You're part of something larger than your own life.
Advance in Faith Level 1, consists of 8 units that are designed to help believers grow in an understanding of scripture and faith, and learn how Christian principles apply to modern day life.
You're part of something larger than your own life.
We'll look at the authority Jesus has, as both a human being and divine.
What is the Bible? What does it say about itself? What did Jesus say about Scripture? How do we use it?
Why does prayer matter? How does prayer work? How does God answer prayer? How and when do we pray?
Who is Holy Spirit? What did Holy Spirit do in Bible times, and what does he do today?
Christian community is founded on allegiance to Jesus. He renews the way we think, so we love one another.
In whose story are we living?
How does the Old Testament describe the story of God's people?
The Good News of Jesus is the heart of the Christian story.
Where is our story headed? Our hope is for Christ's return, and our resurrection.
Help us find the words to express the Good News of Jesus in our culture.
What is the gospel? What gospel did Jesus preach? What could we learn from the earliest know formulation of the gospel (1 Corinthians 15:1-8)?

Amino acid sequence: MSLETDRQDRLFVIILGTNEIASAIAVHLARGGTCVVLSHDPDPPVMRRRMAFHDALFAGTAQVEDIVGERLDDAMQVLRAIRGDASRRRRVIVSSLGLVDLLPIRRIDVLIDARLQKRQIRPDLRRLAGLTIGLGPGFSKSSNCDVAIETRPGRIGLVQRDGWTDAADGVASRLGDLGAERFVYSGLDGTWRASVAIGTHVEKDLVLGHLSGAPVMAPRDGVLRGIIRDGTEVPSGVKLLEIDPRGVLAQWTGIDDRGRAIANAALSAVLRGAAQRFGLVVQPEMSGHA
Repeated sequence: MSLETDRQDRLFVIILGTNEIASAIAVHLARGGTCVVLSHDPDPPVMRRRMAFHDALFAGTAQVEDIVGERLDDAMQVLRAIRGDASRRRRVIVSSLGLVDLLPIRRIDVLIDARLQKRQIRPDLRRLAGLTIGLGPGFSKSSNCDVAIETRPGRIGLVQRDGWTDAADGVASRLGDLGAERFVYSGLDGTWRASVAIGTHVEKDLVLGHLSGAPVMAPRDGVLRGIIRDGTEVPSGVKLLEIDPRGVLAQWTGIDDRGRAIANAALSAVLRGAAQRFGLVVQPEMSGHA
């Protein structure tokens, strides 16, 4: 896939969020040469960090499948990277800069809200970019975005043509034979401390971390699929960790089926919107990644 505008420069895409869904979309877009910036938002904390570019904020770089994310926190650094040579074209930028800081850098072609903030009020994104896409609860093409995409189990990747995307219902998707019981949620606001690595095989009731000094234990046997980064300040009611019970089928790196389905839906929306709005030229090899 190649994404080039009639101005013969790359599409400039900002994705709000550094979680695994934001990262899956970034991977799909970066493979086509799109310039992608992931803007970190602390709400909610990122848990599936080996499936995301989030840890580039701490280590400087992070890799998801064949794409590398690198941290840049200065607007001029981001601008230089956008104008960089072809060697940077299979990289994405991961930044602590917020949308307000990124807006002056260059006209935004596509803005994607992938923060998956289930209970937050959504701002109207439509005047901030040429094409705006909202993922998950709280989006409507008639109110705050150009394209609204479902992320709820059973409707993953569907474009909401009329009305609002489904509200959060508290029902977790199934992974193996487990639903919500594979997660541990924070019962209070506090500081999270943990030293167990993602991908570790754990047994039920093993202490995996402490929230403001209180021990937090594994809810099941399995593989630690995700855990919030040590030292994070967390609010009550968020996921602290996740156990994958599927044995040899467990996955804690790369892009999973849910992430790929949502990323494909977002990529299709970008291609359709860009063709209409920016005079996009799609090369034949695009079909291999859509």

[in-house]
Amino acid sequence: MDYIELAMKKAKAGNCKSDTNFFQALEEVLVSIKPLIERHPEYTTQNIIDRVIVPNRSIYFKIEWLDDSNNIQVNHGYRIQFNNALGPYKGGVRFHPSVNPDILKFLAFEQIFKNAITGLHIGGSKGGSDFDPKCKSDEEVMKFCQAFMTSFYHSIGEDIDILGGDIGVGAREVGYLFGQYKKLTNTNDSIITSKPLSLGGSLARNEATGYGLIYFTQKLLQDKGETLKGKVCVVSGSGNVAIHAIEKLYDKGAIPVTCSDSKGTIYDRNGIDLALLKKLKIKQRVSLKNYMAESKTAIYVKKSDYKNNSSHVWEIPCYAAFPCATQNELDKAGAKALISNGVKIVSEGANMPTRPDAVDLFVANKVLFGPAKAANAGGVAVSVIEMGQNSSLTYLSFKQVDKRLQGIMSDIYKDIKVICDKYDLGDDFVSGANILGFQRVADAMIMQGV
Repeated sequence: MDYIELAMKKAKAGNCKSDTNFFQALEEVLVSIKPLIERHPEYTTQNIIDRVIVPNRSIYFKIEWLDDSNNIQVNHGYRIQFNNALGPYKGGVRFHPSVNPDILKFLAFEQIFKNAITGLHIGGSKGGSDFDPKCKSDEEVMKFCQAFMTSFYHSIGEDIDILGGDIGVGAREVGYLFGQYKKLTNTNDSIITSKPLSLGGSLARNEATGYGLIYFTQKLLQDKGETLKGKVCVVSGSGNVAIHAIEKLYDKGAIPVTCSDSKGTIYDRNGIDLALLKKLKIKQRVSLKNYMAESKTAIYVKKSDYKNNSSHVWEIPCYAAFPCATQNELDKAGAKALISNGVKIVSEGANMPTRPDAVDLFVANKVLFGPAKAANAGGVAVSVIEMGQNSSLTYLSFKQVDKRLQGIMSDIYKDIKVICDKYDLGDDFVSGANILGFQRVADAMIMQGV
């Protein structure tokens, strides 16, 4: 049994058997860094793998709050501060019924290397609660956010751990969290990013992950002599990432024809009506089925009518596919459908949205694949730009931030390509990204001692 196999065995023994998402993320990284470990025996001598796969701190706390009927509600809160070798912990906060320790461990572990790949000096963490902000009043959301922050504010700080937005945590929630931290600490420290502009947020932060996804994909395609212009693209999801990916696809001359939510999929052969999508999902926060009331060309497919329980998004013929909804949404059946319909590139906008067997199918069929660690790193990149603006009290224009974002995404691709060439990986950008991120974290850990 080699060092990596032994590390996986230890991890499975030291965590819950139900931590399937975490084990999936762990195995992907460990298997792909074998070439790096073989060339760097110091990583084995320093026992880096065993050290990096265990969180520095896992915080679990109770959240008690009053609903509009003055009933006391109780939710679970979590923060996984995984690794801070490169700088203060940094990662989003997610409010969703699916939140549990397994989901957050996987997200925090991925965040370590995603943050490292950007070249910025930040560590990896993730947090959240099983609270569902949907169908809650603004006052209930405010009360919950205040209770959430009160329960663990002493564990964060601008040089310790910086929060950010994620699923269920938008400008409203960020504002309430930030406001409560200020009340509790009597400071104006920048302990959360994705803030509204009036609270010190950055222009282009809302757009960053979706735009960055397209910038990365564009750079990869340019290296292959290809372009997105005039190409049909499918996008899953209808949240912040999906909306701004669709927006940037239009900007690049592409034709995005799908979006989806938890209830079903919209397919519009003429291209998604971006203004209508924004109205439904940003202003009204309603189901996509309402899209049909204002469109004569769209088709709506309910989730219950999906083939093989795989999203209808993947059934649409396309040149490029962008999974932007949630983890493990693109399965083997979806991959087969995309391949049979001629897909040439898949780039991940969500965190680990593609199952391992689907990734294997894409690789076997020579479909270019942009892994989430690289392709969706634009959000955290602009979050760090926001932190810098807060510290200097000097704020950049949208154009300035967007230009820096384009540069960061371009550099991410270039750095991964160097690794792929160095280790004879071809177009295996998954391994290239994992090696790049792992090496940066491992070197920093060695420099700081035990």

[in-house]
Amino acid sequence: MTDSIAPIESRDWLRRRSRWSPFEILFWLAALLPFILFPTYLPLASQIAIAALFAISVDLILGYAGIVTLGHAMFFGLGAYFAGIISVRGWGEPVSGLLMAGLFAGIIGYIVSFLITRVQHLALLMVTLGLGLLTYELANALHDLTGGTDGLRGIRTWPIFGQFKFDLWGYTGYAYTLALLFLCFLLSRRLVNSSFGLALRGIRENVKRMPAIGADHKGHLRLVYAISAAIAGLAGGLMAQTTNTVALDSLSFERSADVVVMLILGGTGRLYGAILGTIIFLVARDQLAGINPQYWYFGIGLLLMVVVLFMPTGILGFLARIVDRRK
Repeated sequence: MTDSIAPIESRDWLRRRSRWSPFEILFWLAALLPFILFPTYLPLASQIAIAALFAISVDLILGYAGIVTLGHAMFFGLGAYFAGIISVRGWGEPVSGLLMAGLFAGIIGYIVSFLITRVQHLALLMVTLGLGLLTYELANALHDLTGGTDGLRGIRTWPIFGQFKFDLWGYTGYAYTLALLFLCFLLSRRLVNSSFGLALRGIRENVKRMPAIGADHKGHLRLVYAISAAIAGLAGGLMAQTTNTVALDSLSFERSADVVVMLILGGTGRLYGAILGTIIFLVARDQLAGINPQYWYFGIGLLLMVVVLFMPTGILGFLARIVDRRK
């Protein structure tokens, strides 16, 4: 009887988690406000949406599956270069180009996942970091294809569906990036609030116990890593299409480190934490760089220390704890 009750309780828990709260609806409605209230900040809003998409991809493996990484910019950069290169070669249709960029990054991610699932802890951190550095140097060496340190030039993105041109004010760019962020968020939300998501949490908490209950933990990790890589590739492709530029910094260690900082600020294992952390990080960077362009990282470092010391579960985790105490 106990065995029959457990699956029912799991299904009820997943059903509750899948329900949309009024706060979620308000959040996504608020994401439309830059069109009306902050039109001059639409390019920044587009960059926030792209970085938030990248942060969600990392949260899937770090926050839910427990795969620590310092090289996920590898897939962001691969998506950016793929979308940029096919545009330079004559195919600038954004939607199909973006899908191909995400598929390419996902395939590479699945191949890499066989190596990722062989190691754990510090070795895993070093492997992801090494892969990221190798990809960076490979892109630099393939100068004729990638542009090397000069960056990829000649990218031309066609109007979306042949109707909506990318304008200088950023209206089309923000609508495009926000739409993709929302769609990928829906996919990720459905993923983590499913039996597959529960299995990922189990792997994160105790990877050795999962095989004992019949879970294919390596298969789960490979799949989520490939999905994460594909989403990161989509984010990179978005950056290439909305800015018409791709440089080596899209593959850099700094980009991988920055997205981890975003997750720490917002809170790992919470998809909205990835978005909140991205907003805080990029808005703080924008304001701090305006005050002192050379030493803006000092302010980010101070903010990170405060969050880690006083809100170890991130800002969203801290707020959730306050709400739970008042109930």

We seek to understanding Jesus in his setting, with the terms he used to describe himself and his work.
Why did Jesus prefer to label himself "the son of man" -- a phrase that means human? What did he think humans should be doing, and how did he plan to do it differently than other humans?
We look at Jesus' teaching as found in the Sermon on the Mount (Matthew 5-7). What was Jesus calling God's people to be and do? And how did Jesus himself embody his teaching?
Jesus' final journey to Jerusalem has huge significance. He rides into his capital to the adulation of the crowds, and overturns the temple. What was he doing?
Why did Jesus die? How did he understand what his death meant? What changed when he rose from the dead?
How is Jesus present and at work today? How do we partner with him?
Who is Holy Spirit? How do we encounter him? How his his presence with us different than it was in Old Testament times?
Faith is essential to life, so what is it? How do we identify it?
Faith in ...? How do we know who God is and what to trust him for?
What are the things the build up (or break down) or faith?
What's the connection between what you say and what you believe?
What's the connection between faith and works?
What is the supernatural? How does faith function as a gift of the Holy Spirit?
What are the spiritual disciplines, and how do they help us grow?